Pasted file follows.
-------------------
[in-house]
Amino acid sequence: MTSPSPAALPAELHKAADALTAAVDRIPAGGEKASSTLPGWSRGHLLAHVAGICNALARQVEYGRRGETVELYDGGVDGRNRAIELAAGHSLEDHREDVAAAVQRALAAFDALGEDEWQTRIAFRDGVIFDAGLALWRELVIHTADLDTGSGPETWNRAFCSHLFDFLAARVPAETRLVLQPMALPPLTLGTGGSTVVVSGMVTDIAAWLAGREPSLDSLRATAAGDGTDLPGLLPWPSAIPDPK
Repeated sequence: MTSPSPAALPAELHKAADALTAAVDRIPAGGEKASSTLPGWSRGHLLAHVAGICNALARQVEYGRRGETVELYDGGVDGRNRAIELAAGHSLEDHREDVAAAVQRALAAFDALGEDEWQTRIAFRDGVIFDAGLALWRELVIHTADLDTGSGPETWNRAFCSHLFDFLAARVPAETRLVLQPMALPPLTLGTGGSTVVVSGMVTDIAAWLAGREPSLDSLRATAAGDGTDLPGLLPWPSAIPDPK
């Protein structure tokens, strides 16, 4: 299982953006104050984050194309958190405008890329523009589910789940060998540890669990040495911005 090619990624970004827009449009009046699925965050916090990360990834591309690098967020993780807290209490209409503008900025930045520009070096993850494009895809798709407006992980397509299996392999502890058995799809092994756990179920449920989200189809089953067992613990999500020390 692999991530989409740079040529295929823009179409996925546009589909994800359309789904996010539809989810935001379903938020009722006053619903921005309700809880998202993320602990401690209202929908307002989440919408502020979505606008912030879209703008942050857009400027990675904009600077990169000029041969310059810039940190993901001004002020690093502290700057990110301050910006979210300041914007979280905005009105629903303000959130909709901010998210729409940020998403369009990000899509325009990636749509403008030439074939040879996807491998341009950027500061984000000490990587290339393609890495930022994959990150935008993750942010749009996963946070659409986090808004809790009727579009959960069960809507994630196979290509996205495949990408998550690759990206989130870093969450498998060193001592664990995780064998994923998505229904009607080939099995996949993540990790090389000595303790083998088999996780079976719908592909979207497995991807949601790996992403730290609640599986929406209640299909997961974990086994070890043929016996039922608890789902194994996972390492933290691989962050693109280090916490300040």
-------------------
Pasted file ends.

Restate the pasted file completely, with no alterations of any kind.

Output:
[in-house]
Amino acid sequence: MTSPSPAALPAELHKAADALTAAVDRIPAGGEKASSTLPGWSRGHLLAHVAGICNALARQVEYGRRGETVELYDGGVDGRNRAIELAAGHSLEDHREDVAAAVQRALAAFDALGEDEWQTRIAFRDGVIFDAGLALWRELVIHTADLDTGSGPETWNRAFCSHLFDFLAARVPAETRLVLQPMALPPLTLGTGGSTVVVSGMVTDIAAWLAGREPSLDSLRATAAGDGTDLPGLLPWPSAIPDPK
Repeated sequence: MTSPSPAALPAELHKAADALTAAVDRIPAGGEKASSTLPGWSRGHLLAHVAGICNALARQVEYGRRGETVELYDGGVDGRNRAIELAAGHSLEDHREDVAAAVQRALAAFDALGEDEWQTRIAFRDGVIFDAGLALWRELVIHTADLDTGSGPETWNRAFCSHLFDFLAARVPAETRLVLQPMALPPLTLGTGGSTVVVSGMVTDIAAWLAGREPSLDSLRATAAGDGTDLPGLLPWPSAIPDPK
């Protein structure tokens, strides 16, 4: 299982953006104050984050194309958190405008890329523009589910789940060998540890669990040495911005 090619990624970004827009449009009046699925965050916090990360990834591309690098967020993780807290209490209409503008900025930045520009070096993850494009895809798709407006992980397509299996392999502890058995799809092994756990179920449920989200189809089953067992613990999500020390 692999991530989409740079040529295929823009179409996925546009589909994800359309789904996010539809989810935001379903938020009722006053619903921005309700809880998202993320602990401690209202929908307002989440919408502020979505606008912030879209703008942050857009400027990675904009600077990169000029041969310059810039940190993901001004002020690093502290700057990110301050910006979210300041914007979280905005009105629903303000959130909709901010998210729409940020998403369009990000899509325009990636749509403008030439074939040879996807491998341009950027500061984000000490990587290339393609890495930022994959990150935008993750942010749009996963946070659409986090808004809790009727579009959960069960809507994630196979290509996205495949990408998550690759990206989130870093969450498998060193001592664990995780064998994923998505229904009607080939099995996949993540990790090389000595303790083998088999996780079976719908592909979207497995991807949601790996992403730290609640599986929406209640299909997961974990086994070890043929016996039922608890789902194994996972390492933290691989962050693109280090916490300040």